The dynamic model is calibrated against the historical production and pressure data through assisted history matching. Uncertain parameters that have the largest impact on the quality of the history match are oil-water contact, aquifer size and strength, horizontal permeability, ratio of vertical to horizontal permeability, capillary pressure and relative permeability curves, which are efficiently and systematically optimized through evolution strategy. Identification and distribution of the hydraulic units complemented with artificial neural networks (ANN) provide a better description of flow zones and a higher confidence permeability model. This reduces uncertainties associated with reservoir characterization and facilitates calibration of the dynamic model. Results obtained from the study show that the history matched simulation model may be used with confidence for testing and optimizing future EOR schemes.
This paper brings a novel approach to permeability and HFU determination based on artificial intelligence, which is especially helpful for addressing uncertainties inherent in highly complex, heterogeneous carbonate reservoirs with limited data. The adopted technique facilitates the calibration of the dynamic model and improves the quality of the history match by providing a better reservoir description through flow unit distinction.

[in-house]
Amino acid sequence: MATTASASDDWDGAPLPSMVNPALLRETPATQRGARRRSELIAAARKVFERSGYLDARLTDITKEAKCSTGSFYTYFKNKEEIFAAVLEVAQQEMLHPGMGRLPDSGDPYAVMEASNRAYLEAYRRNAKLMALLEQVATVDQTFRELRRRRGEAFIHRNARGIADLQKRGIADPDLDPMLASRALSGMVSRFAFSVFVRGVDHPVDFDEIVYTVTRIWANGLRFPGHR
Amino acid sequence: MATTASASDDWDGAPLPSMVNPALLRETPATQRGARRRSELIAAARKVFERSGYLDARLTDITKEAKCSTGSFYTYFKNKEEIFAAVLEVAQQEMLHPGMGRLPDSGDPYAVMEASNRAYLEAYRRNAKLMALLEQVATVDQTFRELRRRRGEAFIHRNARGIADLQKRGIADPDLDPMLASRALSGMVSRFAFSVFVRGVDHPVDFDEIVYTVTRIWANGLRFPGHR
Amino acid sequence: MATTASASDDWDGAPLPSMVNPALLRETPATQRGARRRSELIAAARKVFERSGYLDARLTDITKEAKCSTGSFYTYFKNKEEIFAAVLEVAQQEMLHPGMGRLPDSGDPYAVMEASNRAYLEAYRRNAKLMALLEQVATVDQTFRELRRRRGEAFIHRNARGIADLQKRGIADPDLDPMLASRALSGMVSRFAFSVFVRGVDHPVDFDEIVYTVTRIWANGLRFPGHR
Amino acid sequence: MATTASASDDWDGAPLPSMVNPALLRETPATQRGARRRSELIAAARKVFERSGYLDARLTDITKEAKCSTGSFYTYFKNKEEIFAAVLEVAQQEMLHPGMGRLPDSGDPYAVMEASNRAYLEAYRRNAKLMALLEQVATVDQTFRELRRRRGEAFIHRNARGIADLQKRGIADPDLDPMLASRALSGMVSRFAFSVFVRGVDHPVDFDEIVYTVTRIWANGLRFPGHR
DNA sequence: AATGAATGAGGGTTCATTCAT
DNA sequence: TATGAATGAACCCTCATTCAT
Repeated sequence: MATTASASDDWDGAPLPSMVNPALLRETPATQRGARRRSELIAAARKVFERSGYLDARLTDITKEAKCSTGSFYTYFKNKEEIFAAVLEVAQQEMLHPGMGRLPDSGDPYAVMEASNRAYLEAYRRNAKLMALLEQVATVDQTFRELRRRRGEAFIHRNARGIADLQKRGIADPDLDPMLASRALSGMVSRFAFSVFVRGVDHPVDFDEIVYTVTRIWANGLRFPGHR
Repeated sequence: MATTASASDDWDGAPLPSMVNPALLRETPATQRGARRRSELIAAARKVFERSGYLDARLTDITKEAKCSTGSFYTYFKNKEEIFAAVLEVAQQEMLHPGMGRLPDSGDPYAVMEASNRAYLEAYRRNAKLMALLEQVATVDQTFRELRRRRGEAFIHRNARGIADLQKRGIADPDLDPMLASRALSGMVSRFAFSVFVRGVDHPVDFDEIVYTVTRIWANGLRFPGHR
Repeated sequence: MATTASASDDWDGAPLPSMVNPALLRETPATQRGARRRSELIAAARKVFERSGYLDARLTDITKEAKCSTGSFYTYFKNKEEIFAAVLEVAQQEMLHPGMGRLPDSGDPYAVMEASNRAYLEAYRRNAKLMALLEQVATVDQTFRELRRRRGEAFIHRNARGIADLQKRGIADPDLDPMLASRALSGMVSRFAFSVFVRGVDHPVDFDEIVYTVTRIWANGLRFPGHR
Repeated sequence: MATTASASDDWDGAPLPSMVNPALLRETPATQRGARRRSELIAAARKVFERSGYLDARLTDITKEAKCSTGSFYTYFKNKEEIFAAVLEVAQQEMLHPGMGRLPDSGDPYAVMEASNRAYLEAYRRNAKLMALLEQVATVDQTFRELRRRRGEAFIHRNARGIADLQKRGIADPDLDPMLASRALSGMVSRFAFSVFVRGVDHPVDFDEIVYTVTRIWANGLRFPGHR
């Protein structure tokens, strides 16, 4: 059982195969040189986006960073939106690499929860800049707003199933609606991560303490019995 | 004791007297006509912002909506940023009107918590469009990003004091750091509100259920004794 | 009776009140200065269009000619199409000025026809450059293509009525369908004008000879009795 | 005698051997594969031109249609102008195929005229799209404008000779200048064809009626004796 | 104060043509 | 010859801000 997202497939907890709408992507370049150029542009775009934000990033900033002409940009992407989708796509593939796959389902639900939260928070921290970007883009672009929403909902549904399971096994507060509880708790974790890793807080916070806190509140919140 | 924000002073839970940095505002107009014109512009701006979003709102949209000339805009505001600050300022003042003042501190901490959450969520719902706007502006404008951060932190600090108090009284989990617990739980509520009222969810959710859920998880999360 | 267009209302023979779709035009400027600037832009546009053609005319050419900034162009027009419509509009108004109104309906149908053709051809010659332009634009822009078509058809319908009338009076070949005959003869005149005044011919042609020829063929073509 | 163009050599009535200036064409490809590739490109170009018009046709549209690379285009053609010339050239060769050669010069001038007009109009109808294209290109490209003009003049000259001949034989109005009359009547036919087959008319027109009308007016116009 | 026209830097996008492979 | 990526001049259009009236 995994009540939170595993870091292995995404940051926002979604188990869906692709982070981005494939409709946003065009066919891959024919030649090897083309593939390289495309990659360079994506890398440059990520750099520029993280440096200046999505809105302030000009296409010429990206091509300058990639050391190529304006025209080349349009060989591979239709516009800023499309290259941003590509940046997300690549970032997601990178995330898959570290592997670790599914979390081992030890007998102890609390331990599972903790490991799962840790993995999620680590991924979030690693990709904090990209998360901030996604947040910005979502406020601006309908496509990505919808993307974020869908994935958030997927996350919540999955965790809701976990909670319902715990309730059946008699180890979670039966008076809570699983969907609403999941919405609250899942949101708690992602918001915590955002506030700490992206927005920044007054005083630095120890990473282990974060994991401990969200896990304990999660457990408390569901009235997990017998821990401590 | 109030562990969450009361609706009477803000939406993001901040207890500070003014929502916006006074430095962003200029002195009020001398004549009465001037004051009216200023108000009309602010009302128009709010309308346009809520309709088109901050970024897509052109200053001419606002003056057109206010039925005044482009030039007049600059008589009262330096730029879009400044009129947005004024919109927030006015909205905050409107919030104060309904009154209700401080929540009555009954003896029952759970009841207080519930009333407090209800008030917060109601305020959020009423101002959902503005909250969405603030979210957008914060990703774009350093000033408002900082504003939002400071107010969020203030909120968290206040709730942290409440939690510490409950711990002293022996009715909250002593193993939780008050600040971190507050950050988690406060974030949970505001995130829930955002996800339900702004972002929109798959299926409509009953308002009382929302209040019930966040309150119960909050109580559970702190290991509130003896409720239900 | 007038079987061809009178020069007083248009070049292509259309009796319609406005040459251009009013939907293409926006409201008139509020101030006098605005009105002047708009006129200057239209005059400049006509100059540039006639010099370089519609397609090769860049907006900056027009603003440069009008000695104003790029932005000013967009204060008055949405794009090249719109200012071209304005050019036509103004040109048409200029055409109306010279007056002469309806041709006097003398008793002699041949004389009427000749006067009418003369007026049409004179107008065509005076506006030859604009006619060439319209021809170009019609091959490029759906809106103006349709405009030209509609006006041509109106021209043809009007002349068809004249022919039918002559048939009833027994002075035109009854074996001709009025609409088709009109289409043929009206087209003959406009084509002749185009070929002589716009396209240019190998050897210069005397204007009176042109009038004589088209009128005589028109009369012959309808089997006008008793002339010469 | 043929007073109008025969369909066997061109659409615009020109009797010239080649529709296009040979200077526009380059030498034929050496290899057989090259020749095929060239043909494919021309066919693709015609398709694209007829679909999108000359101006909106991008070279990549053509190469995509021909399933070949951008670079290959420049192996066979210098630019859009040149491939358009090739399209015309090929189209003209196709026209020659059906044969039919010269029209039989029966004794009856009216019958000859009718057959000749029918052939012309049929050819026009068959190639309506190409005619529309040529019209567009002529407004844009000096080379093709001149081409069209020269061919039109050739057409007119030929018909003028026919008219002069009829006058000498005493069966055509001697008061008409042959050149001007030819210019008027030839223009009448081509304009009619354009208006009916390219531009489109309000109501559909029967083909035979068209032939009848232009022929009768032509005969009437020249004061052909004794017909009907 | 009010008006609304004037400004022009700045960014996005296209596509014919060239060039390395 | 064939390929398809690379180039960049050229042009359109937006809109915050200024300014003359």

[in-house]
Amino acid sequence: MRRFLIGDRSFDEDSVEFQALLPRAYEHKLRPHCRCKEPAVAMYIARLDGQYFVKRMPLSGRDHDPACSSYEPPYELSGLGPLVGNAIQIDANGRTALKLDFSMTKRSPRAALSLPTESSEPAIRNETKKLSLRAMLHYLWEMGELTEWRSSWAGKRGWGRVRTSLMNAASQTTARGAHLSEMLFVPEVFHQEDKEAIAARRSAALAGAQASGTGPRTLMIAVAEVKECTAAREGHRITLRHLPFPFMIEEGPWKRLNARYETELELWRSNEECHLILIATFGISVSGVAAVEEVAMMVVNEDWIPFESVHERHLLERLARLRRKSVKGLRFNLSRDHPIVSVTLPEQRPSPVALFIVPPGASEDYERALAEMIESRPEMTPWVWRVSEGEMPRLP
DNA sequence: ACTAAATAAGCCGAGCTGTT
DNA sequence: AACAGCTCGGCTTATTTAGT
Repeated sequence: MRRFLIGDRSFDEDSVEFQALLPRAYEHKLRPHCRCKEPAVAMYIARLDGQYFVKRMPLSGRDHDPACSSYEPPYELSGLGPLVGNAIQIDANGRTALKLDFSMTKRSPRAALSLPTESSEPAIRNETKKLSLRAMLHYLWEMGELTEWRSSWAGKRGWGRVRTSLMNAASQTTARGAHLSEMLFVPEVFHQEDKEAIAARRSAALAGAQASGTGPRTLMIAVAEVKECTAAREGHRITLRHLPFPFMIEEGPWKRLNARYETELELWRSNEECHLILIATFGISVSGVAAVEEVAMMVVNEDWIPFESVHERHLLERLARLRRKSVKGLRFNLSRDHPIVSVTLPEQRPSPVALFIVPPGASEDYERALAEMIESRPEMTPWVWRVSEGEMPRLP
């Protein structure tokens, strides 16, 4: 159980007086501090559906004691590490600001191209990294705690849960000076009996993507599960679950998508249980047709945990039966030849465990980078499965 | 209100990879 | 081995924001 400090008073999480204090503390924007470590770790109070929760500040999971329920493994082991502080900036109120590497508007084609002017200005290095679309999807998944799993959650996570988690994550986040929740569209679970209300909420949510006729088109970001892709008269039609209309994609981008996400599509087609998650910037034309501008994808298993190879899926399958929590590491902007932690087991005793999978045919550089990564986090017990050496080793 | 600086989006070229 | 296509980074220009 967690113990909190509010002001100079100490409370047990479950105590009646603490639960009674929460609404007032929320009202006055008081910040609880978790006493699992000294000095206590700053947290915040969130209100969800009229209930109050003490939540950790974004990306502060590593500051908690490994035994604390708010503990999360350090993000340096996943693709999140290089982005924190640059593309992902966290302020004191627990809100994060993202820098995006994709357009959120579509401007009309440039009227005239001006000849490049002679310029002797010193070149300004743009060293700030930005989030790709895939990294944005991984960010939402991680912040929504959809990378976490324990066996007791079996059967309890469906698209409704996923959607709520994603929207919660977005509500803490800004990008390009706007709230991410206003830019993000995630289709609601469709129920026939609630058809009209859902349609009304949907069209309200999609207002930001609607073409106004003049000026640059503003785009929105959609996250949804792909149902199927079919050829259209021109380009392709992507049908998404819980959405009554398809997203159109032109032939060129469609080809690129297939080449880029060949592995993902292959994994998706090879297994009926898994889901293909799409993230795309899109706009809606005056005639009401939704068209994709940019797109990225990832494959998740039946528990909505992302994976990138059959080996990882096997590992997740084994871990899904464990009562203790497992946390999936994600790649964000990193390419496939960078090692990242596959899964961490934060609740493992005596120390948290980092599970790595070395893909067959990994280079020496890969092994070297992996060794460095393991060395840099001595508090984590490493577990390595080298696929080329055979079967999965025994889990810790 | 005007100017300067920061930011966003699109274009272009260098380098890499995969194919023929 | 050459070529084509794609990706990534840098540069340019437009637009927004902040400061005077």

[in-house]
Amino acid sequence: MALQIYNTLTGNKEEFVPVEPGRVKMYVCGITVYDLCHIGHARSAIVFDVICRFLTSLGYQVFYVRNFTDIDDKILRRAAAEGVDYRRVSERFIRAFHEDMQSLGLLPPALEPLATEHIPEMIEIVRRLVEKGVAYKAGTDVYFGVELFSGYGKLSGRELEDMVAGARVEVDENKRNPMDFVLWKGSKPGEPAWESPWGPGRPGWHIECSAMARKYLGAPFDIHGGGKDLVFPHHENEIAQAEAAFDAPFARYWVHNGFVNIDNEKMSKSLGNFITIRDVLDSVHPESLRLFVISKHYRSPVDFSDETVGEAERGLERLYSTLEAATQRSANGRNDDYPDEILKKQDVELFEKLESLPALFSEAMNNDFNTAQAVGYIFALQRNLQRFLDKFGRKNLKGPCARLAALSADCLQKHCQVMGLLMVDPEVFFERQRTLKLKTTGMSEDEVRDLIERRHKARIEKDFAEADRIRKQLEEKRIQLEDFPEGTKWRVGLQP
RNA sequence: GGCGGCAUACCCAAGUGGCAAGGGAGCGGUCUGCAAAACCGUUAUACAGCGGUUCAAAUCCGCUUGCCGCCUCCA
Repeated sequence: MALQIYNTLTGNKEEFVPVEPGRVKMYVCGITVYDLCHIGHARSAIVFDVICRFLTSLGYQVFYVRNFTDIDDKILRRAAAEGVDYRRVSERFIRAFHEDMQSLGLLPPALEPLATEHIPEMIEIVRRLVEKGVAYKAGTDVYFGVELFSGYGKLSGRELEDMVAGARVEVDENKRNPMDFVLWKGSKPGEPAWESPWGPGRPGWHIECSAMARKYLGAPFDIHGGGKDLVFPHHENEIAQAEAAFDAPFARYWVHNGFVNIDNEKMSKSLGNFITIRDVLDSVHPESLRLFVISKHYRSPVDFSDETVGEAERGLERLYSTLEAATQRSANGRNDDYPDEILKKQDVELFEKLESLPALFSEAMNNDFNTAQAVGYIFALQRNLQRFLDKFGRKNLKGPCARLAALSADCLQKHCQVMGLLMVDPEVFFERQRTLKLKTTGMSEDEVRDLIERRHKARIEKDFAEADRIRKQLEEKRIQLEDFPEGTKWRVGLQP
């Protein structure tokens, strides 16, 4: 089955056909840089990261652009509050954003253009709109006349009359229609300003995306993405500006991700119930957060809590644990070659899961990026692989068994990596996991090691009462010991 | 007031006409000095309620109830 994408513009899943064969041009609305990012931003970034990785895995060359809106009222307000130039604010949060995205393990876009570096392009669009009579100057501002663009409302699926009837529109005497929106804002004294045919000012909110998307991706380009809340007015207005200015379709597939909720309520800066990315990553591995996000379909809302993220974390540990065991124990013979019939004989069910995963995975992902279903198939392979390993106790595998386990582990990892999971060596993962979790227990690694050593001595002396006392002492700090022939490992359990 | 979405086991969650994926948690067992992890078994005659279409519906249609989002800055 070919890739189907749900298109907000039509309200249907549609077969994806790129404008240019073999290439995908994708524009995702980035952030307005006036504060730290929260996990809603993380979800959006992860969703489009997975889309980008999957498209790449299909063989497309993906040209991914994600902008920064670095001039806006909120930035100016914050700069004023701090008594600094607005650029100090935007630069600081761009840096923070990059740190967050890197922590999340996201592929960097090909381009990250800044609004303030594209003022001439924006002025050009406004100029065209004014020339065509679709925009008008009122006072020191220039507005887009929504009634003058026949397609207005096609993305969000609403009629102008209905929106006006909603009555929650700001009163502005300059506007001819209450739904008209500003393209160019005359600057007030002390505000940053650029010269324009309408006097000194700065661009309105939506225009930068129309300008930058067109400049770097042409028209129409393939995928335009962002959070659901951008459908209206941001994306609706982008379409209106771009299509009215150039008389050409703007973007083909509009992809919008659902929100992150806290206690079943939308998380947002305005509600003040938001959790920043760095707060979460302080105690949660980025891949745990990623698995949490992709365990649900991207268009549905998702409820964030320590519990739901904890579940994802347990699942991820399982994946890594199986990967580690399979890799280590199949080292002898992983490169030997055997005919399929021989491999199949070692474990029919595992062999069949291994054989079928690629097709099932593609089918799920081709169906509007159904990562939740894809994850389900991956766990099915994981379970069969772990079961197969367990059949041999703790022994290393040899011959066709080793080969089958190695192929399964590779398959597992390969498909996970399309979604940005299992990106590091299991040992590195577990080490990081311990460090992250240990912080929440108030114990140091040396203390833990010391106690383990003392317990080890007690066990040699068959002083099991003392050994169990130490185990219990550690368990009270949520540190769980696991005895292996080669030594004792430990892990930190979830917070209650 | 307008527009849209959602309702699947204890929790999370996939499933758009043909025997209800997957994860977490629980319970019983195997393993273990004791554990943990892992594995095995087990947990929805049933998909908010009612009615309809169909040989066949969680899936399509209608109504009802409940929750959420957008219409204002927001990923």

Summary The common occurrence of massive methane hydrate in numerous gas-chimney structures, located in Joetsu Basin, Sea of Japan, has stimulated great interest in academia, industry, and national institutes to develop technologies that produce the potential energy resource. Unlike other deep methane-hydrate deposits in formations a few hundred meters below the seafloor (mBSF), the hydratechimney structures are at the seafloor or up to 100 mBSF; therefore, previously field-tested production methods such as depressurization are not applicable. In this work, we proposed a new potential production method of jetting from the openhole section of a wellbore to excavate the hydrate bearing. However, jetting will create large empty chambers below the seafloor and could possibly jeopardize the stability and safety of wellheads and the production facility on the seafloor. This paper presents a 3D geomechanical simulation study to evaluate the feasibility of the jetting method to produce methane from the hydrate chimneys in the Sea of Japan. Dynamic numerical simulation using a 3D finite-element simulator was conducted to simulate the jetting process to excavate a 16-m-diameter chamber from the bottom of the borehole (approximately 100 mBSF) progressively up to the bottom of the conductor of the wellbore, approximately 10 mBSF. The numerical simulation shows that jetting is likely to be feasible because all simulation cases resulted in tolerable vertical displacement and equivalent plastic strain under ideal conditions [e.g., lateral homogeneous formation, constant chamber pressure (equal to formation pore pressure), and blowout-preventer (BOP) weight of 20 tons]. In these cases, the plastic zone only extends to a limited area (10-20 cm) from the sidewall. Additional complexities were considered in the numerical simulation to evaluate the operational risks during actual jetting operations, such as faulting, fluctuation of chamber pressure, and change of BOP weights. This numerical simulation evaluated potential risks related to jetting operations of hydrate chimneys in the Sea of Japan and provided critical information for the engineering design of the proposed field test of jetting operations to produce this valuable resource in the Sea of Japan. Introduction Methane hydrate is an ice-like compound with gas molecules trapped in the cage of water molecules (Sloan and Koh 2008).